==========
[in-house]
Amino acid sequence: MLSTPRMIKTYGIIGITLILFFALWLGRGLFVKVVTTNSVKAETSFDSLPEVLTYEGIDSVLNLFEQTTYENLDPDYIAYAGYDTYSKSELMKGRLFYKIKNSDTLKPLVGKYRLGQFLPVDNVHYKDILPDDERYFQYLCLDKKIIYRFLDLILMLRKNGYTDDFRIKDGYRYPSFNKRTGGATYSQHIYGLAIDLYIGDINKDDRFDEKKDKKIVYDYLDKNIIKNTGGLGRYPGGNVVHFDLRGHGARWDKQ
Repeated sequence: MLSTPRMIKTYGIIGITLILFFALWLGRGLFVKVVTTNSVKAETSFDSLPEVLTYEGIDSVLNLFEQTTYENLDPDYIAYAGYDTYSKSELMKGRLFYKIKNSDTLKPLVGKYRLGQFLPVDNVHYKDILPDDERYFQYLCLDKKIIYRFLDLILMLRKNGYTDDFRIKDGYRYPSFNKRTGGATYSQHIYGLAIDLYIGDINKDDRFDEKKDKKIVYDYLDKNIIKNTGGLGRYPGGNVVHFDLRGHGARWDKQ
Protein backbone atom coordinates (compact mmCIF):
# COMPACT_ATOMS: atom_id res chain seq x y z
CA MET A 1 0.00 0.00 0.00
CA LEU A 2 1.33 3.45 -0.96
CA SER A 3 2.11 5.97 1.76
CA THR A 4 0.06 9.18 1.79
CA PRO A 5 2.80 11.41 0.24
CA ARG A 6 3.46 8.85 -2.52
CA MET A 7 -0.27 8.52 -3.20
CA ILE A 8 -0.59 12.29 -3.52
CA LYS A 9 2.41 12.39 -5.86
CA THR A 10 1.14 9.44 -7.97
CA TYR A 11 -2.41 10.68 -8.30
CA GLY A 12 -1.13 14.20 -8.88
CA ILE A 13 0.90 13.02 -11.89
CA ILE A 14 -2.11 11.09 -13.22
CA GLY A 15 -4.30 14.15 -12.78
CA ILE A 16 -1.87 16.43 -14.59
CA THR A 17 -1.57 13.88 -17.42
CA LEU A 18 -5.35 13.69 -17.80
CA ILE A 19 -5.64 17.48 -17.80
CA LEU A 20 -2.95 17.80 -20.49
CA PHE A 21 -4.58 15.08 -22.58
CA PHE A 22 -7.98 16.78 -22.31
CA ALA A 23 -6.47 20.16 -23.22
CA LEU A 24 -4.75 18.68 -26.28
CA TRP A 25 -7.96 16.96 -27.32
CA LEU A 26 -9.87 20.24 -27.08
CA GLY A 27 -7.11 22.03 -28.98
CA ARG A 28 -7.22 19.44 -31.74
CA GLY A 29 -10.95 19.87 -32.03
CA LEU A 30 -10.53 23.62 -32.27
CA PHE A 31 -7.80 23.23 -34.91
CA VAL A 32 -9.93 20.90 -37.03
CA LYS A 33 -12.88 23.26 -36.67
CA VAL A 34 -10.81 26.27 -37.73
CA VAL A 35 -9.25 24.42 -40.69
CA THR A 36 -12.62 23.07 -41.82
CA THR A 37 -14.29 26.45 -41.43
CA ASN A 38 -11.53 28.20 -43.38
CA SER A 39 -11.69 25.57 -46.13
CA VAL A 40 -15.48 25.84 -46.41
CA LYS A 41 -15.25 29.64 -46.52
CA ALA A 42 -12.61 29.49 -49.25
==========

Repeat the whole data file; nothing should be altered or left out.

[in-house]
Amino acid sequence: MLSTPRMIKTYGIIGITLILFFALWLGRGLFVKVVTTNSVKAETSFDSLPEVLTYEGIDSVLNLFEQTTYENLDPDYIAYAGYDTYSKSELMKGRLFYKIKNSDTLKPLVGKYRLGQFLPVDNVHYKDILPDDERYFQYLCLDKKIIYRFLDLILMLRKNGYTDDFRIKDGYRYPSFNKRTGGATYSQHIYGLAIDLYIGDINKDDRFDEKKDKKIVYDYLDKNIIKNTGGLGRYPGGNVVHFDLRGHGARWDKQ
Repeated sequence: MLSTPRMIKTYGIIGITLILFFALWLGRGLFVKVVTTNSVKAETSFDSLPEVLTYEGIDSVLNLFEQTTYENLDPDYIAYAGYDTYSKSELMKGRLFYKIKNSDTLKPLVGKYRLGQFLPVDNVHYKDILPDDERYFQYLCLDKKIIYRFLDLILMLRKNGYTDDFRIKDGYRYPSFNKRTGGATYSQHIYGLAIDLYIGDINKDDRFDEKKDKKIVYDYLDKNIIKNTGGLGRYPGGNVVHFDLRGHGARWDKQ
Protein backbone atom coordinates (compact mmCIF):
# COMPACT_ATOMS: atom_id res chain seq x y z
CA MET A 1 0.00 0.00 0.00
CA LEU A 2 1.33 3.45 -0.96
CA SER A 3 2.11 5.97 1.76
CA THR A 4 0.06 9.18 1.79
CA PRO A 5 2.80 11.41 0.24
CA ARG A 6 3.46 8.85 -2.52
CA MET A 7 -0.27 8.52 -3.20
CA ILE A 8 -0.59 12.29 -3.52
CA LYS A 9 2.41 12.39 -5.86
CA THR A 10 1.14 9.44 -7.97
CA TYR A 11 -2.41 10.68 -8.30
CA GLY A 12 -1.13 14.20 -8.88
CA ILE A 13 0.90 13.02 -11.89
CA ILE A 14 -2.11 11.09 -13.22
CA GLY A 15 -4.30 14.15 -12.78
CA ILE A 16 -1.87 16.43 -14.59
CA THR A 17 -1.57 13.88 -17.42
CA LEU A 18 -5.35 13.69 -17.80
CA ILE A 19 -5.64 17.48 -17.80
CA LEU A 20 -2.95 17.80 -20.49
CA PHE A 21 -4.58 15.08 -22.58
CA PHE A 22 -7.98 16.78 -22.31
CA ALA A 23 -6.47 20.16 -23.22
CA LEU A 24 -4.75 18.68 -26.28
CA TRP A 25 -7.96 16.96 -27.32
CA LEU A 26 -9.87 20.24 -27.08
CA GLY A 27 -7.11 22.03 -28.98
CA ARG A 28 -7.22 19.44 -31.74
CA GLY A 29 -10.95 19.87 -32.03
CA LEU A 30 -10.53 23.62 -32.27
CA PHE A 31 -7.80 23.23 -34.91
CA VAL A 32 -9.93 20.90 -37.03
CA LYS A 33 -12.88 23.26 -36.67
CA VAL A 34 -10.81 26.27 -37.73
CA VAL A 35 -9.25 24.42 -40.69
CA THR A 36 -12.62 23.07 -41.82
CA THR A 37 -14.29 26.45 -41.43
CA ASN A 38 -11.53 28.20 -43.38
CA SER A 39 -11.69 25.57 -46.13
CA VAL A 40 -15.48 25.84 -46.41
CA LYS A 41 -15.25 29.64 -46.52
CA ALA A 42 -12.61 29.49 -49.25